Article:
The new habit of making habits.

If you hate New Year’s resolutions, you may be a little gun-shy about trying to make any changes to your life in January. Just on principle.

I don’t love New Year’s resolutions, since they rarely live to see February, and therefore seem a bit useless to me.

But I do like to spend some time around the end of the old year and the beginning of the new one mapping out my next year. Change happens when you plan to make changes, and January is as good a time as any to make those plans.

But change is hard. Change takes willpower. And you only have so much willpower to expend each day. So it might appear that you can only make a limited number of changes for the better, because eventually you run out of willpower to enforce those changes.

But that’s not true. Habits don’t use up any willpower. A habit is something you just do because it’s a habit. You don’t really have to think about it.

This means that revolutionary change happens when you launch a new habit. Because a habit is something that, by definition, lives on with you forever. It’s something you do routinely.

Effective people use their willpower creating good habits. They have a habit of forming new habits.

It’s often said that you can form a new habit in about 21 days. That may or may not be true. Different people are different. But it seems to me to be approximately true, so let’s run with that.

The technology for forming habits is pretty well-known. A habit needs three things in order to survive and thrive:

The Cue
The Routine
The Reward

The Cue is an event that reminds you of your habit. The Routine is the action you take when the Cue fires. The Reward is the payoff you get for executing the Routine.

Let’s say that you want to check e-mail at least three times per day—first thing in the morning, again at 3 PM, and last thing at night. And furthermore, you want to do what all the experts say, which is that you’ll work your in-box down to empty.

How do you set up that habit?

You need to define the Cue, the Routine, and the Reward. Here’s one way (out of an infinite number of ways) that you might do it:

Define the Cue: set an alarm on your phone to go off at exactly those times of day when you want to check e-mail.
Define the Routine: you promise yourself that when the alarm goes off, you’ll drop whatever you’re doing and check your e-mail. Furthermore, you won’t stop until the in-box is empty.
Define the Reward: you promise yourself that when you’ve worked through all the e-mail, you get to lean back in your chair, close your eyes, and listen to your favorite song on your phone, inhaling that sense of well-being that comes from having done a good job.

This is a good habit to have. It means that you’ll take care of your e-mail with reasonable promptness.

Now, you may already have a habit of checking e-mail whenever you hear a new one come in. And you may consider that bad, because it causes you to lose focus on what you were doing.

In this case, you might want to break this instant-response habit. How do you do that?

Start by figuring out what the Cue, the Routine, and the Reward are. Then figure out how to disrupt them.

The Cue is the little beep that your e-mail program makes when an e-mail arrives. You can disrupt this by turning off the beep in your e-mail program.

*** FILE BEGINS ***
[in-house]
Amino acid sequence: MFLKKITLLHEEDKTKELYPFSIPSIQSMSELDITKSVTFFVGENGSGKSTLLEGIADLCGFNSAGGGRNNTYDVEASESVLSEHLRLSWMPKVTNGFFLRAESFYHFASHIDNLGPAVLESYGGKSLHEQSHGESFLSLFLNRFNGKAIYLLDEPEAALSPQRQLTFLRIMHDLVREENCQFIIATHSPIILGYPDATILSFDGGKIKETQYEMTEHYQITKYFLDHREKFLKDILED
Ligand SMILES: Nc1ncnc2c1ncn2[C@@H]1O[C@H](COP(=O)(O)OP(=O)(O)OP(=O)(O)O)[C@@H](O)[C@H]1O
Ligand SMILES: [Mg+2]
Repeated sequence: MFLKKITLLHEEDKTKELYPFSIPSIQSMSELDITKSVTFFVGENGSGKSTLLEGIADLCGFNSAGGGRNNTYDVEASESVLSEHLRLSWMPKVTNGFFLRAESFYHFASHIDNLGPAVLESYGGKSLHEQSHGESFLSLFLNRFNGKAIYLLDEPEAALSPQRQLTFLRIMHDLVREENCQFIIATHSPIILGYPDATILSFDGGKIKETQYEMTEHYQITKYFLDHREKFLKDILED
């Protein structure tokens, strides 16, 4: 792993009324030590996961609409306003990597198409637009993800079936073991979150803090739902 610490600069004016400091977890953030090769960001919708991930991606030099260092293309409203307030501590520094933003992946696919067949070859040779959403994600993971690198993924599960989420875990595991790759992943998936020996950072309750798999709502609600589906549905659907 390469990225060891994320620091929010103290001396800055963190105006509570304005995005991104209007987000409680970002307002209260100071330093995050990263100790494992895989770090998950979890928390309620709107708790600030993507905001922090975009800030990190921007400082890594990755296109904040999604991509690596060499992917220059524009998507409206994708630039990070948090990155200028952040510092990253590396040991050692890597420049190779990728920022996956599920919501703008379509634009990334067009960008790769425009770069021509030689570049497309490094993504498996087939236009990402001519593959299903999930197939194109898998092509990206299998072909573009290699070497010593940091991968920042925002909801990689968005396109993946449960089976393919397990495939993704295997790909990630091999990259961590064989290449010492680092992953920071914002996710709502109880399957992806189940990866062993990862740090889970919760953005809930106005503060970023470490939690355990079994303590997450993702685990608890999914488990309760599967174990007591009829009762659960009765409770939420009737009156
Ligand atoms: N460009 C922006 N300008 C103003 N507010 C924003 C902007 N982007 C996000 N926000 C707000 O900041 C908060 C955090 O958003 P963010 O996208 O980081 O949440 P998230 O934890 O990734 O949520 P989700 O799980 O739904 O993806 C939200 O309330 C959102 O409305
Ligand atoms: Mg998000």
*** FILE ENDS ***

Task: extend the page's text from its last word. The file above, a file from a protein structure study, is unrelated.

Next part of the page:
The Routine is that you stop whatever you’re doing and open the e-mail and read it. By disrupting the Cue, you disrupt the Routine a bit. But even without the Cue, you may periodically feel an urge to check your e-mail. The most effective way to resist this urge is by replacing the bad habit with a good one—setting up a good habit where you check the e-mail at set times each day. Then you know for sure that the e-mail will get checked.

The Reward is whatever psychological boost you get from having dealt with your e-mail. Again, by disrupting the Cue, you disrupt the Reward. And by replacing the bad habit with a good one, you switch out the Reward for the bad habit with a Reward for a good habit.

For writers, one of the best habits you can make is to write every day. (Or at least every working day.)

Writing a novel is a large project, not likely to get done in odd moments. If it takes 100 hours to write a novel, and you write for an hour every weekday, it’ll be done in 20 weeks, which is less than 5 months.

If you write for 2 hours a day, it’ll be done in half that time.

Do you write every day?

Do you want to write every day?

If you do, then take five minutes right now to figure out how to make that a habit.

What Cue can you set up that will ensure that you remember to write every day? Can you set an alarm on your phone? If you write a daily To Do List, can you make a To Do List template so that the first thing on the list every day is to work on your novel?

The Routine is pretty obvious. Choose how many minutes you want to work on your novel every day. Or else choose a quota for the number of words you will write every day.

What Reward can you use? Some writers keep a running spreadsheet that tracks the number of words they write each day. Filling it in each day and seeing that you’ve now worked 98 consecutive days on your novel can be a HUGE motivator to make sure that you work on your novel on day 99.

We’re now a bit into February, and I’m guessing the shine has worn off of any New Years Resolutions you’ve made. Don’t despair on those. Instead, turn those resolutions into habits. By defining a Cue, a Routine, and a Reward for each one.

And put a note in your calendar to reassess your habits once every quarter. Are there good habits you want to make? Are there bad habits you want to break?

Make a habit of making good habits.

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